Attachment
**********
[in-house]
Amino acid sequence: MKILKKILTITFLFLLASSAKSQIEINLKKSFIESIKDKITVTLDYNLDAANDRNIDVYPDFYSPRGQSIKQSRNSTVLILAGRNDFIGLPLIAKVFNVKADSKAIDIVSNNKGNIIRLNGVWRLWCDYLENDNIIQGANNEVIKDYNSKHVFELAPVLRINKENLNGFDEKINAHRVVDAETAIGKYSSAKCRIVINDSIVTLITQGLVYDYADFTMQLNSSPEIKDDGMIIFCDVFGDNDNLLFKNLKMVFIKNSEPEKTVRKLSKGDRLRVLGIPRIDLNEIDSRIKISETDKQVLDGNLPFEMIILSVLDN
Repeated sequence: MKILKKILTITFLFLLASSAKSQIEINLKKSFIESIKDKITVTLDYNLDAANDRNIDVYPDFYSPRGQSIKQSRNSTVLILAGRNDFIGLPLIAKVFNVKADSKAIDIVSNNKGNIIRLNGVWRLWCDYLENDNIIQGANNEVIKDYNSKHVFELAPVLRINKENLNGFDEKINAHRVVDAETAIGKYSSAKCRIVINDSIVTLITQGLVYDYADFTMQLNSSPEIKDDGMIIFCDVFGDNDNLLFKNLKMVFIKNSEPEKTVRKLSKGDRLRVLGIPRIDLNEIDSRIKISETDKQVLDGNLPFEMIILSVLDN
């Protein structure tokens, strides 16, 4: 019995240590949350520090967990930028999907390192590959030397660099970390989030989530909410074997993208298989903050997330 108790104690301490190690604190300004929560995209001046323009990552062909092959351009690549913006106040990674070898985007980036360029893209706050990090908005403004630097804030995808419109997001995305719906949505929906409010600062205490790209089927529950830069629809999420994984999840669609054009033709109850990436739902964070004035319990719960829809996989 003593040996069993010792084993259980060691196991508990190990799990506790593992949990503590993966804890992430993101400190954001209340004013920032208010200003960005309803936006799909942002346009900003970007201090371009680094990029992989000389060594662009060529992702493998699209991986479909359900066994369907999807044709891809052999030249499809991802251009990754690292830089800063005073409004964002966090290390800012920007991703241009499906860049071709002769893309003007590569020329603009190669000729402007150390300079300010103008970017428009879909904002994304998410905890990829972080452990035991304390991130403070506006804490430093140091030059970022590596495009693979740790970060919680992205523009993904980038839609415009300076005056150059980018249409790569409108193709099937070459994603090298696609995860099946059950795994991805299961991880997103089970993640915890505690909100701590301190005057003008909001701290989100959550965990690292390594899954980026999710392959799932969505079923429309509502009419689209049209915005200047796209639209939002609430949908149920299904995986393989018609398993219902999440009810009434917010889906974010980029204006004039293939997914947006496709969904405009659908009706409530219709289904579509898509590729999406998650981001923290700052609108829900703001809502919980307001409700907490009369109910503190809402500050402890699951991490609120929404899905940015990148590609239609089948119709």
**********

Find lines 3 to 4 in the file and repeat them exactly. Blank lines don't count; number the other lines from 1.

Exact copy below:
Repeated sequence: MKILKKILTITFLFLLASSAKSQIEINLKKSFIESIKDKITVTLDYNLDAANDRNIDVYPDFYSPRGQSIKQSRNSTVLILAGRNDFIGLPLIAKVFNVKADSKAIDIVSNNKGNIIRLNGVWRLWCDYLENDNIIQGANNEVIKDYNSKHVFELAPVLRINKENLNGFDEKINAHRVVDAETAIGKYSSAKCRIVINDSIVTLITQGLVYDYADFTMQLNSSPEIKDDGMIIFCDVFGDNDNLLFKNLKMVFIKNSEPEKTVRKLSKGDRLRVLGIPRIDLNEIDSRIKISETDKQVLDGNLPFEMIILSVLDN
């Protein structure tokens, strides 16, 4: 019995240590949350520090967990930028999907390192590959030397660099970390989030989530909410074997993208298989903050997330 108790104690301490190690604190300004929560995209001046323009990552062909092959351009690549913006106040990674070898985007980036360029893209706050990090908005403004630097804030995808419109997001995305719906949505929906409010600062205490790209089927529950830069629809999420994984999840669609054009033709109850990436739902964070004035319990719960829809996989 003593040996069993010792084993259980060691196991508990190990799990506790593992949990503590993966804890992430993101400190954001209340004013920032208010200003960005309803936006799909942002346009900003970007201090371009680094990029992989000389060594662009060529992702493998699209991986479909359900066994369907999807044709891809052999030249499809991802251009990754690292830089800063005073409004964002966090290390800012920007991703241009499906860049071709002769893309003007590569020329603009190669000729402007150390300079300010103008970017428009879909904002994304998410905890990829972080452990035991304390991130403070506006804490430093140091030059970022590596495009693979740790970060919680992205523009993904980038839609415009300076005056150059980018249409790569409108193709099937070459994603090298696609995860099946059950795994991805299961991880997103089970993640915890505690909100701590301190005057003008909001701290989100959550965990690292390594899954980026999710392959799932969505079923429309509502009419689209049209915005200047796209639209939002609430949908149920299904995986393989018609398993219902999440009810009434917010889906974010980029204006004039293939997914947006496709969904405009659908009706409530219709289904579509898509590729999406998650981001923290700052609108829900703001809502919980307001409700907490009369109910503190809402500050402890699951991490609120929404899905940015990148590609239609089948119709």